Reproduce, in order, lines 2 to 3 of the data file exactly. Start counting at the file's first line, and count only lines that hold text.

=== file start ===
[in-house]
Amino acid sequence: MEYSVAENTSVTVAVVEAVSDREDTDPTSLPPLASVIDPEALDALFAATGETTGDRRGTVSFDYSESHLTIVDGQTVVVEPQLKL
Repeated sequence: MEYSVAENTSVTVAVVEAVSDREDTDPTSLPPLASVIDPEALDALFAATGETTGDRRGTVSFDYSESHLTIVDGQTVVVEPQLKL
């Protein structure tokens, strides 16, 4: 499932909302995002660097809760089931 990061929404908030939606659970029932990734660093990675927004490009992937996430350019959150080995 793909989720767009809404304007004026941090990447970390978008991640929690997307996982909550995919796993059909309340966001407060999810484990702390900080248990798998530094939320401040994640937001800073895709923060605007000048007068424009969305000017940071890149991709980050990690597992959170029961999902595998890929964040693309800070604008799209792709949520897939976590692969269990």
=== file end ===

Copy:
Amino acid sequence: MEYSVAENTSVTVAVVEAVSDREDTDPTSLPPLASVIDPEALDALFAATGETTGDRRGTVSFDYSESHLTIVDGQTVVVEPQLKL
Repeated sequence: MEYSVAENTSVTVAVVEAVSDREDTDPTSLPPLASVIDPEALDALFAATGETTGDRRGTVSFDYSESHLTIVDGQTVVVEPQLKL